This area allows you to understand the aggregated demographics of your page followers. Similar to the visitor metrics, this section can be adapted for the following data sets: job function, company size, industry, location or seniority.
As well as comparing this data to your visitors, you can also use your follower demographics to create reliable user personas for your business. See how you can use your user personas to create effective content here.
This feature allows you to see a list of your page’s current followers ordered by recency. You’ll see their profile down the left along with their picture, degree of connection to you and their job title. On the right, you’ll see the month they followed your company page.
If you have lead generation forms activated on your company’s profile, here is where you’ll find information about any leads collected over the last 90 days. It will show how many leads you’ve had in total and the amount of new ones in the last 30 days. The download column enables you to download these leads to use elsewhere in your business.
This section concerns your activity on LinkedIn and shows your post metrics. It’s broken down into three areas:
- Update highlights
- Update metrics
- Update engagement
Just like before, you’re able to stipulate your date range and download the data if you wish.
This is an overview of your page highlights from a date range you have set compared to the previous period. Check this to see if your recent activity is having a positive or negative effect on your post likes, comments and shares.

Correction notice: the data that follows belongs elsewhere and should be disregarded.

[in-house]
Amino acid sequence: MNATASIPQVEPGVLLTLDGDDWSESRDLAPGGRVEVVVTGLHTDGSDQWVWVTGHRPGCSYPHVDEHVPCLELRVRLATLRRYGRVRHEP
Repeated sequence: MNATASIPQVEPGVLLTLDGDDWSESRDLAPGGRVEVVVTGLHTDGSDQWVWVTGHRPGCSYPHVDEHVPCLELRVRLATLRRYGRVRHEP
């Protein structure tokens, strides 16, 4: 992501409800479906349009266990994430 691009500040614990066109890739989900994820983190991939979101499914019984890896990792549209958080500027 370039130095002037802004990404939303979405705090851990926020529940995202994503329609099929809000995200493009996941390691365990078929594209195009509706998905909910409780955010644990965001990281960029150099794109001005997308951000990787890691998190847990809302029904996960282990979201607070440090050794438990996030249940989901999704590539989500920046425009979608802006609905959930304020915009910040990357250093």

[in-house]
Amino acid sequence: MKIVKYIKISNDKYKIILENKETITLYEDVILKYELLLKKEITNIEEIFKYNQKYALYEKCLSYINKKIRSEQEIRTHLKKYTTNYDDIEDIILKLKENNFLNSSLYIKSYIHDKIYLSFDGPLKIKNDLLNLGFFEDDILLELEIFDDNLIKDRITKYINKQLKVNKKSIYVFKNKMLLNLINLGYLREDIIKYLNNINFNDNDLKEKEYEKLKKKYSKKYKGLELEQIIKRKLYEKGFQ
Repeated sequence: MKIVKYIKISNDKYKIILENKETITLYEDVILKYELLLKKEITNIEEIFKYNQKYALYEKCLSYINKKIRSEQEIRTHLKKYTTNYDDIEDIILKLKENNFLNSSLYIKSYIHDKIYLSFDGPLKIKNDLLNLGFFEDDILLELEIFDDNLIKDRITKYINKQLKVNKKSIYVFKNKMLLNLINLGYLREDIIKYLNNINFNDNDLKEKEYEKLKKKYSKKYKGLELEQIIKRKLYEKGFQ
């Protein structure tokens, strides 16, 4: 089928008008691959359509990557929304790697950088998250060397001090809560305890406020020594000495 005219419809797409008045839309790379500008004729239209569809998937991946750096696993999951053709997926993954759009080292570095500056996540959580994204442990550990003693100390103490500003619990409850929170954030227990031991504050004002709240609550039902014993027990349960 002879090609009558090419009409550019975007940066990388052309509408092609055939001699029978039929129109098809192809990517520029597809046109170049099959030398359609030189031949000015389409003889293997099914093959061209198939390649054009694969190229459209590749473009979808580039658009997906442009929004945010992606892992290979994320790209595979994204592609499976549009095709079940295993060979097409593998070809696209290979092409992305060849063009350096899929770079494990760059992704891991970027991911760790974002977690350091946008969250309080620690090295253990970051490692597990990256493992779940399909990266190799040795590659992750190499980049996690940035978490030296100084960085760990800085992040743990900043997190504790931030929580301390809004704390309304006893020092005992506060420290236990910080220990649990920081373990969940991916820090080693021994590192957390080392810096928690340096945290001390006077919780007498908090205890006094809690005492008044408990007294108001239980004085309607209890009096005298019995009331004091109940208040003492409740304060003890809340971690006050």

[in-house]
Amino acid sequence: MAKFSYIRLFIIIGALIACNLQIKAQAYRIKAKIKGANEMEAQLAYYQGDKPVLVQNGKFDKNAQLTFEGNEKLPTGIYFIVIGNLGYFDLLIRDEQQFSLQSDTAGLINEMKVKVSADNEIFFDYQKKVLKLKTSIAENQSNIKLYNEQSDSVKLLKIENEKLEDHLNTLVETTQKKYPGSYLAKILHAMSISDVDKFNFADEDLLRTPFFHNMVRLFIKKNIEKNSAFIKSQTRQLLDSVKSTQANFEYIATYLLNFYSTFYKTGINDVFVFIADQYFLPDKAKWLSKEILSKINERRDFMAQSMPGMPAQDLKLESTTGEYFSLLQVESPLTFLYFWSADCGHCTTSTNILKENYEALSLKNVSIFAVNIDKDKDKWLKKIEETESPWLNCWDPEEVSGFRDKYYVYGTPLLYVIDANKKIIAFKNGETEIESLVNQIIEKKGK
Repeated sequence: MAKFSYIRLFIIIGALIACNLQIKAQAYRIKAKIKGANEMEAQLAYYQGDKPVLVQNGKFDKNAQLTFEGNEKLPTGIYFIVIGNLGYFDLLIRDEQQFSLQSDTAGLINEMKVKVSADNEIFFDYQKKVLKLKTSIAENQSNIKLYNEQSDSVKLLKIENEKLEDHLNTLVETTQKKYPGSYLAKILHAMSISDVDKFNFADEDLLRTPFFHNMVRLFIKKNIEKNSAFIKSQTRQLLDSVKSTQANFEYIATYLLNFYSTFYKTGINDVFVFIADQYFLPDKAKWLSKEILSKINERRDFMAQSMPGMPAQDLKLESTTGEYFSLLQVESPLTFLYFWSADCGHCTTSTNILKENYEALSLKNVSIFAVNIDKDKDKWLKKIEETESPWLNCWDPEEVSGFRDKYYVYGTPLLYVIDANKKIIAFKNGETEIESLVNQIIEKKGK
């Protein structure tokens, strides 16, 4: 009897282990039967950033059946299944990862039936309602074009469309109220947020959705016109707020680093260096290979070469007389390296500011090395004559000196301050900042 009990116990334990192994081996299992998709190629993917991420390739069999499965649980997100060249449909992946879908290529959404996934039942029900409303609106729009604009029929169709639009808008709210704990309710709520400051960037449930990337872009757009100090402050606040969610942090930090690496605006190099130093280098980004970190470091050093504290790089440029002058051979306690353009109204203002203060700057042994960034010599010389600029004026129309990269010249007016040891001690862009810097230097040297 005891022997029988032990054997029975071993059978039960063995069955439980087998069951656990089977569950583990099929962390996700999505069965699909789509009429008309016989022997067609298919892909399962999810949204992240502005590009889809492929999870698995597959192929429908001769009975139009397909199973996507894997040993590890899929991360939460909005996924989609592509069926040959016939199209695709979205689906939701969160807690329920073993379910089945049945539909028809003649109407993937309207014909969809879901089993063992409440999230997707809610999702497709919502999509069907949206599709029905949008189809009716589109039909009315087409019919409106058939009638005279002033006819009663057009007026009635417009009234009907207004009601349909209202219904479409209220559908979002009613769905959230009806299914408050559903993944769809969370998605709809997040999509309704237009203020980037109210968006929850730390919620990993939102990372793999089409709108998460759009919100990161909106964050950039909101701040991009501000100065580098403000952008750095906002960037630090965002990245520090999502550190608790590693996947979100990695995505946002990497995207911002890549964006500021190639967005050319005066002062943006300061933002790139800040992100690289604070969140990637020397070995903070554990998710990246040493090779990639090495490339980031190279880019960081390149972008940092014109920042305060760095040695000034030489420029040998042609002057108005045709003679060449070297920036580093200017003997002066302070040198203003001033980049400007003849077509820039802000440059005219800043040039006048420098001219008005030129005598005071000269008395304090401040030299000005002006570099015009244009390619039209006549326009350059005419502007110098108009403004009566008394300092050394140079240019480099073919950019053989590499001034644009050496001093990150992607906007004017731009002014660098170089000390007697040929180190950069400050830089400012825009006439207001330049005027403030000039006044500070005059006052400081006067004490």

Here you can see key metrics generated by your updates that are visibly split between organic and sponsored – just use the tick boxes that follow the graphs to view them. You’re given the option to explore key metrics through selecting them on the dropdown menu. They include: impressions, unique impressions, clicks, reactions, comments, shares and engagement rate.
Similarly to the visitor and follower graphs, looking at the metrics here for your activity and individual posts is often a good indicator of their success. Visually you’re able to see a specific metric and its performance over time – you’re aiming for an upward trajectory or something that stays continuously steady.
This section is great for more granular details on specific posts. It’s updated in real time and controlled specifically by its own date range toggle: note that data on video performance is limited to the last 6 months. You can see ten posts in separate rows initially (you can choose to see 20 rows as an alternative) while you’re able to click through the pages to see more of them.
You‘ll see the update title on the left, who it was posted by and the date it was posted. The table that follows shows important information and key performance indicator values about the precise post you’re looking into. Post type, audience, impressions, views, clicks, click-through-rate, reactions, comments, shares, follows and engagement rate are all included.